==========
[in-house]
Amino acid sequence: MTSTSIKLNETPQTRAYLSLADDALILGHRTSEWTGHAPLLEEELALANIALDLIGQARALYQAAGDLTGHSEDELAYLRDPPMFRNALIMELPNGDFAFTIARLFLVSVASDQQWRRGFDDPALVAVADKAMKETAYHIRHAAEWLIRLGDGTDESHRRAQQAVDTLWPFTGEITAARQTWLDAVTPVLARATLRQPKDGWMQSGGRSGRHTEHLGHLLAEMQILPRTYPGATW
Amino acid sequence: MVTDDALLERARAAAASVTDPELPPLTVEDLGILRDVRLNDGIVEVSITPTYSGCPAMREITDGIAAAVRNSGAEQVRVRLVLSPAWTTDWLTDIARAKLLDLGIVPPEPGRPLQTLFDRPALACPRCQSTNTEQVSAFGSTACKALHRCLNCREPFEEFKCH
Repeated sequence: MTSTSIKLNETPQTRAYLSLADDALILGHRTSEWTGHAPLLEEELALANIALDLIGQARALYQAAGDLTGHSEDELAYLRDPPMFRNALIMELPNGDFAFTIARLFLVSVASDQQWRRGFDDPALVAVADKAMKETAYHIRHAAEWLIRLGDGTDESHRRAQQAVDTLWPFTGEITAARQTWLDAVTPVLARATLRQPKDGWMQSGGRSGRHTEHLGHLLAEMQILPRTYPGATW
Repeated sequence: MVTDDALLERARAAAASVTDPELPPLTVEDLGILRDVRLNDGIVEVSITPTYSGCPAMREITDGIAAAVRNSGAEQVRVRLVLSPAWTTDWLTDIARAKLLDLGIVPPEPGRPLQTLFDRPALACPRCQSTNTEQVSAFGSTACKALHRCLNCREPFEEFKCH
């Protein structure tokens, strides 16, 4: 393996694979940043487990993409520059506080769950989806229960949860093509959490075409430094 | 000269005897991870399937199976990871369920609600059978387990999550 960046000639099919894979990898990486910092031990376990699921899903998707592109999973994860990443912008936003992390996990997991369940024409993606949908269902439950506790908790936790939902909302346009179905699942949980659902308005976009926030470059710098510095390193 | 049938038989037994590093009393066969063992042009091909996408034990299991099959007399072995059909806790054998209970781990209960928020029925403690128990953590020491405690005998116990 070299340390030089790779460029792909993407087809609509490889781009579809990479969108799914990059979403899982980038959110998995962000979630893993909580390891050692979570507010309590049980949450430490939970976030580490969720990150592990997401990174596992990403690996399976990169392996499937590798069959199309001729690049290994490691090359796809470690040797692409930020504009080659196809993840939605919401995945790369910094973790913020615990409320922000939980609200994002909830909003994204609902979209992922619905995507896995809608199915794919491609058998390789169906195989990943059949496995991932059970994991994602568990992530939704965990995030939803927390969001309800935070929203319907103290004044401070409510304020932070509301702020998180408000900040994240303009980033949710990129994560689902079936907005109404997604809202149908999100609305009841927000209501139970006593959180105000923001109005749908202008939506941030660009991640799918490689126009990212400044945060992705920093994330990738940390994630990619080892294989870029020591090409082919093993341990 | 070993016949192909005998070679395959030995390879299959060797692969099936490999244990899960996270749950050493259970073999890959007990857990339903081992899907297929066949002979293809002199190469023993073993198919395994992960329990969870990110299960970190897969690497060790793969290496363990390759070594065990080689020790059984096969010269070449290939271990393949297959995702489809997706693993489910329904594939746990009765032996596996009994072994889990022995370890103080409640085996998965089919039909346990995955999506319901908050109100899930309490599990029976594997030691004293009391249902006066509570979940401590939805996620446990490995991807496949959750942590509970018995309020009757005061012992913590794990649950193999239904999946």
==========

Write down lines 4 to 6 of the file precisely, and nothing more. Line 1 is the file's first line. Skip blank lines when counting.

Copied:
Repeated sequence: MTSTSIKLNETPQTRAYLSLADDALILGHRTSEWTGHAPLLEEELALANIALDLIGQARALYQAAGDLTGHSEDELAYLRDPPMFRNALIMELPNGDFAFTIARLFLVSVASDQQWRRGFDDPALVAVADKAMKETAYHIRHAAEWLIRLGDGTDESHRRAQQAVDTLWPFTGEITAARQTWLDAVTPVLARATLRQPKDGWMQSGGRSGRHTEHLGHLLAEMQILPRTYPGATW
Repeated sequence: MVTDDALLERARAAAASVTDPELPPLTVEDLGILRDVRLNDGIVEVSITPTYSGCPAMREITDGIAAAVRNSGAEQVRVRLVLSPAWTTDWLTDIARAKLLDLGIVPPEPGRPLQTLFDRPALACPRCQSTNTEQVSAFGSTACKALHRCLNCREPFEEFKCH
């Protein structure tokens, strides 16, 4: 393996694979940043487990993409520059506080769950989806229960949860093509959490075409430094 | 000269005897991870399937199976990871369920609600059978387990999550 960046000639099919894979990898990486910092031990376990699921899903998707592109999973994860990443912008936003992390996990997991369940024409993606949908269902439950506790908790936790939902909302346009179905699942949980659902308005976009926030470059710098510095390193 | 049938038989037994590093009393066969063992042009091909996408034990299991099959007399072995059909806790054998209970781990209960928020029925403690128990953590020491405690005998116990 070299340390030089790779460029792909993407087809609509490889781009579809990479969108799914990059979403899982980038959110998995962000979630893993909580390891050692979570507010309590049980949450430490939970976030580490969720990150592990997401990174596992990403690996399976990169392996499937590798069959199309001729690049290994490691090359796809470690040797692409930020504009080659196809993840939605919401995945790369910094973790913020615990409320922000939980609200994002909830909003994204609902979209992922619905995507896995809608199915794919491609058998390789169906195989990943059949496995991932059970994991994602568990992530939704965990995030939803927390969001309800935070929203319907103290004044401070409510304020932070509301702020998180408000900040994240303009980033949710990129994560689902079936907005109404997604809202149908999100609305009841927000209501139970006593959180105000923001109005749908202008939506941030660009991640799918490689126009990212400044945060992705920093994330990738940390994630990619080892294989870029020591090409082919093993341990 | 070993016949192909005998070679395959030995390879299959060797692969099936490999244990899960996270749950050493259970073999890959007990857990339903081992899907297929066949002979293809002199190469023993073993198919395994992960329990969870990110299960970190897969690497060790793969290496363990390759070594065990080689020790059984096969010269070449290939271990393949297959995702489809997706693993489910329904594939746990009765032996596996009994072994889990022995370890103080409640085996998965089919039909346990995955999506319901908050109100899930309490599990029976594997030691004293009391249902006066509570979940401590939805996620446990490995991807496949959750942590509970018995309020009757005061012992913590794990649950193999239904999946």